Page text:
Prince Harry, Duke of Sussex
|Duke of Sussex (more)|
|Born||Prince Henry of Wales|
15 September 1984
St Mary's Hospital, London, UK
|Father||Charles, Prince of Wales|
|Mother||Lady Diana Spencer|
|Years of active service||2005–2015|
|Awards||Operational Service Medal for Afghanistan|
|Royal family of|
the United Kingdom and the
other Commonwealth realms
Prince Harry, Duke of Sussex,[fn 2] (Henry Charles Albert David; born 15 September 1984), is a member of the British royal family. As the younger son of Charles, Prince of Wales, and Diana, Princess of Wales, he is sixth in the line of succession to the British throne.
Born in St Mary's Hospital, London, Harry was educated at Wetherby School, Ludgrove School, and Eton College. He spent parts of his gap year in Australia and Lesotho, then underwent officer training at the Royal Military Academy Sandhurst. He was commissioned as a cornet into the Blues and Royals, serving temporarily with his brother William and completed training as a troop leader. In 2007–2008, he served for over ten weeks in Helmand Province, Afghanistan. He returned to Afghanistan for a 20-week deployment in 2012–2013 with the Army Air Corps. In June 2015, he resigned from the army.
Harry launched the Invictus Games in 2014 and remains the patron of its foundation. He also gives patronage to several other organisations, including the HALO Trust and Walking With The Wounded. To encourage people to open up about their mental health issues, Harry, alongside the Duke and Duchess of Cambridge, initiated the mental health awareness campaign "Heads Together" in April 2016.
In 2018, Harry was made Duke of Sussex prior to his wedding to American actress Meghan Markle. In January 2020, the couple stepped down as senior members of the royal family and moved to the Duchess's native Southern California. In October 2020, they launched Archewell Inc., an American public organisation that focuses on non-profit activities and creative media ventures. They have two children, Archie and Lilibet Mountbatten-Windsor.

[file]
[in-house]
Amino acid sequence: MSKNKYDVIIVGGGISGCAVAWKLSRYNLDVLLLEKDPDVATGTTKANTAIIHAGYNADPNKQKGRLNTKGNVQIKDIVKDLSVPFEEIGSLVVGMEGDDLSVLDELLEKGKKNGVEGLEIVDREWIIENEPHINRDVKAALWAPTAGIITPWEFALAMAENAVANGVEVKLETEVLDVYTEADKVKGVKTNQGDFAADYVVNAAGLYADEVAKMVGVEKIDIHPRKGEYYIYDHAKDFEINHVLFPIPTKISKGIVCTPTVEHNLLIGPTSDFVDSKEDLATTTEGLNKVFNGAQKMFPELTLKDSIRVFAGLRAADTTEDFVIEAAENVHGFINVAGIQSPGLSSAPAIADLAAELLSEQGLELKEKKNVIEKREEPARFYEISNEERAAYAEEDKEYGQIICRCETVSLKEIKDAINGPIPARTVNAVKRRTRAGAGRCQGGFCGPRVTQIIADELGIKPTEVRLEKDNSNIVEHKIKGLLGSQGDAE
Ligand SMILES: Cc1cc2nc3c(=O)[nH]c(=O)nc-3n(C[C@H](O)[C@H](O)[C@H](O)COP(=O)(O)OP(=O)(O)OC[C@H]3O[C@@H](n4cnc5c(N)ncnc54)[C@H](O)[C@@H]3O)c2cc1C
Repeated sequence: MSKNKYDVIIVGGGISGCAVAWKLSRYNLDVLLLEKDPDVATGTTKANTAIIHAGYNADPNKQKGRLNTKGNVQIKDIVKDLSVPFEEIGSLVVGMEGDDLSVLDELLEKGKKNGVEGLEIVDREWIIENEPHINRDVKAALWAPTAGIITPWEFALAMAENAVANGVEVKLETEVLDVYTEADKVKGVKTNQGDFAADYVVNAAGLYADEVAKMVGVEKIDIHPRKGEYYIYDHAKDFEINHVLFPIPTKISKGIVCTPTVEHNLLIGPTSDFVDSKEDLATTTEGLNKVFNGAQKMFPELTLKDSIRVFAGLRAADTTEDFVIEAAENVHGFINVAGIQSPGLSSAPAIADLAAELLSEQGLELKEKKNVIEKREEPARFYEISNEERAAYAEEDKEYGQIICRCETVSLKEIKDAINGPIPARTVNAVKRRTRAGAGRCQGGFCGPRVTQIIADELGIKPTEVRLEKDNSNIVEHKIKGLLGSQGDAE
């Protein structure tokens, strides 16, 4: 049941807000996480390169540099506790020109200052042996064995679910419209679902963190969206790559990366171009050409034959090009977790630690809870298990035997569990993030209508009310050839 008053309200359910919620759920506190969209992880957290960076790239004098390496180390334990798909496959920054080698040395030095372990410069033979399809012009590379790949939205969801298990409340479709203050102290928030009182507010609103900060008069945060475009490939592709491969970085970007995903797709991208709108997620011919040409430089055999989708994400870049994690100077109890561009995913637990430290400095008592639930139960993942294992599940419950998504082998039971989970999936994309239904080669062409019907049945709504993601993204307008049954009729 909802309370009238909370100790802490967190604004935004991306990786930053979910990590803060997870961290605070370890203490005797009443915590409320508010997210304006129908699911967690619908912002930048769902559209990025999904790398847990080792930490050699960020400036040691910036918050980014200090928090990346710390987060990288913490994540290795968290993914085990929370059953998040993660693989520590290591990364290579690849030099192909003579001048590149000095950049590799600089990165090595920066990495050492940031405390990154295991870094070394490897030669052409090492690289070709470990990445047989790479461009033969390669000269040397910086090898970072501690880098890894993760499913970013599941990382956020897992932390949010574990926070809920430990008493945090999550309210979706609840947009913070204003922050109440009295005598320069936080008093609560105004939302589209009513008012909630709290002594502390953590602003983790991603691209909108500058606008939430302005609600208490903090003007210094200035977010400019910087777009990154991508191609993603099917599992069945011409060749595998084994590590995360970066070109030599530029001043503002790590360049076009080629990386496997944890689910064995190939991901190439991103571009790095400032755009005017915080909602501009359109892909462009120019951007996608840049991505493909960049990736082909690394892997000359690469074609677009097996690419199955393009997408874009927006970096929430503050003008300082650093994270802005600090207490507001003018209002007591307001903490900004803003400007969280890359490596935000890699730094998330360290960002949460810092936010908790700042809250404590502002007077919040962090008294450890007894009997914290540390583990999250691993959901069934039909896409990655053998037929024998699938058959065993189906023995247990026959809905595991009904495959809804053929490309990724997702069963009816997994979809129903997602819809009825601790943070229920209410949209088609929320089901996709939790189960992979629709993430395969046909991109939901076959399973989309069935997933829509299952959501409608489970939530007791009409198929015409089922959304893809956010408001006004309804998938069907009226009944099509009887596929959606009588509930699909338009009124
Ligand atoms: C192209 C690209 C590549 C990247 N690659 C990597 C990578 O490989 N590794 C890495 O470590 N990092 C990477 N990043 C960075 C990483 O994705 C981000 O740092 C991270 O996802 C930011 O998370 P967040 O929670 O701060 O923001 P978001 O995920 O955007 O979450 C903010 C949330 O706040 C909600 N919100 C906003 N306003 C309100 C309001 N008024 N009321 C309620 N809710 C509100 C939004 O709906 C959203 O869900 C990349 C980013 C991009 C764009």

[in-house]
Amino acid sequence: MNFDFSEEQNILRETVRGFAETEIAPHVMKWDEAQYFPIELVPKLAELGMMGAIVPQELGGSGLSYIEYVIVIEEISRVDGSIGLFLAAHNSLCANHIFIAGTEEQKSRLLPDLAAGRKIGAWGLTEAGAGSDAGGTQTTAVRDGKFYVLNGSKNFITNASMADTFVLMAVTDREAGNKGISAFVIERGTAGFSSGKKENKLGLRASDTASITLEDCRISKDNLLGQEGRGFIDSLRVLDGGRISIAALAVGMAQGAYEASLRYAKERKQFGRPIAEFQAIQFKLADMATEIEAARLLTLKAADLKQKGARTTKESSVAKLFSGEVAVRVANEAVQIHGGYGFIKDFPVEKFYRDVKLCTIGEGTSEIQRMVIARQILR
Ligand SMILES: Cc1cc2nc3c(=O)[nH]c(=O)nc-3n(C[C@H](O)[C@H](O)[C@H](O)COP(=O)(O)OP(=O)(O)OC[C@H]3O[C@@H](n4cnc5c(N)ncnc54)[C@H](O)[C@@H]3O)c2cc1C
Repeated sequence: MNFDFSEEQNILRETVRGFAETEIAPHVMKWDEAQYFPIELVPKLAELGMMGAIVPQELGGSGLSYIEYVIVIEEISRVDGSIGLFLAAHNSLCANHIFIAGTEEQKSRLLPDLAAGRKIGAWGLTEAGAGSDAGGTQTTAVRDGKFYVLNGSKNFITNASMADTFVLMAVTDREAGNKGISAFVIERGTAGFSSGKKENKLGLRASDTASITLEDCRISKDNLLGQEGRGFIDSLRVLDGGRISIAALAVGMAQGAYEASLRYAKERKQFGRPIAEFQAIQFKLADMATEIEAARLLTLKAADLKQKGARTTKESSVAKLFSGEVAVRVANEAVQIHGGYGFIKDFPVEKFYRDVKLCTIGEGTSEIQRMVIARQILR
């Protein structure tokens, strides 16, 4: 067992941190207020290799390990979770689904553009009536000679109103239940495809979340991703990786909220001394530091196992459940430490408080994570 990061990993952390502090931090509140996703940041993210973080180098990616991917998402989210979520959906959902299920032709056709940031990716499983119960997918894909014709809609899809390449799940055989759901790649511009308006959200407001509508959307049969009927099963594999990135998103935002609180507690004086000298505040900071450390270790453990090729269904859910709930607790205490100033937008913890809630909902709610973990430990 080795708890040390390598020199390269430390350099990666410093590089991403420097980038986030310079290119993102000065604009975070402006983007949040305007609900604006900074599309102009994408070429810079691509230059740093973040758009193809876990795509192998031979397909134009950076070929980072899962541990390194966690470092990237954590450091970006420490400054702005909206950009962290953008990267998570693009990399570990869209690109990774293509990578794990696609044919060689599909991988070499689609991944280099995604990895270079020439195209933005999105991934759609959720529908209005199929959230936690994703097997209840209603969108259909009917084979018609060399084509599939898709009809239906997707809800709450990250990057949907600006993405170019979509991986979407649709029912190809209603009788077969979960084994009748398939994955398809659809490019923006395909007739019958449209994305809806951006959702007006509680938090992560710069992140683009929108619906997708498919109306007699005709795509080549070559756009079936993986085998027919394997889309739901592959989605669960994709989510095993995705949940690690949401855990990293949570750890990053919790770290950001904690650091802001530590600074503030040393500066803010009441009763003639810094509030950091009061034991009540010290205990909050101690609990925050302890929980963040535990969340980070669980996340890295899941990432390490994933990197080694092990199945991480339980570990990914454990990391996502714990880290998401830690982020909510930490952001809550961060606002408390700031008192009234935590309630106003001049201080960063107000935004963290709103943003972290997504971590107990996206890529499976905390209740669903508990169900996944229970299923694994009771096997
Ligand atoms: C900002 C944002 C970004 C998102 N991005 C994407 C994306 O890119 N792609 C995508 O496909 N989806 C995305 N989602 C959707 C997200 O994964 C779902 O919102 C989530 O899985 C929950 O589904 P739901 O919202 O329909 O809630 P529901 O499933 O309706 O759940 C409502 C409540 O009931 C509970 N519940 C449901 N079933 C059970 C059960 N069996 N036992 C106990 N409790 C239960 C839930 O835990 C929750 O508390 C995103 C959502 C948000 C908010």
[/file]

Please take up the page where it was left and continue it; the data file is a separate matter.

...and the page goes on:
Prince Harry was born in the Lindo Wing of St Mary's Hospital in Paddington, London, on 15 September 1984 at 4:20 pm as the second child of Charles, Prince of Wales (heir apparent to the British throne), and Diana, Princess of Wales.[fn 3] He was christened Henry Charles Albert David on 21 December 1984 at St George's Chapel, Windsor Castle, by the Archbishop of Canterbury, Robert Runcie.[fn 4] Growing up, he was referred to as "Harry" by family, friends, and the public, and in court communications. Harry and his elder brother, William, were raised at Kensington Palace in London, and Highgrove House in Gloucestershire. Diana wanted him and his brother to have a broader range of experiences and a better understanding of ordinary life than previous royal children. She took them to venues that ranged from Walt Disney World and McDonald's to AIDS clinics and homeless shelters. He began accompanying his parents on official visits at an early age; his first overseas tour was with his parents to Italy in 1985. He also travelled with his family to Canada in 1991 and 1998.
Harry's parents divorced in 1996. His mother died in a car crash in Paris the following year. Harry and William were staying with their father at Balmoral at the time, and the Prince of Wales told his sons about their mother's death. At his mother's funeral, Harry, then 12, accompanied his father, brother, paternal grandfather, and maternal uncle, Charles Spencer, 9th Earl Spencer, in walking behind the funeral cortège from Kensington Palace to Westminster Abbey.
Like his father and brother, Harry was educated at independent schools. He started at London's Jane Mynors' nursery school and the pre-preparatory Wetherby School. Following this, he attended Ludgrove School in Berkshire. After passing entrance exams, he was admitted to Eton College. The decision to place Harry at Eton went against the past practice of the Mountbatten-Windsors to send children to Gordonstoun, which Harry's grandfather, father, two uncles, and two cousins had attended. It did, however, see Harry follow in his older brother's footsteps and the Spencer family, as both Diana's father and brother attended Eton.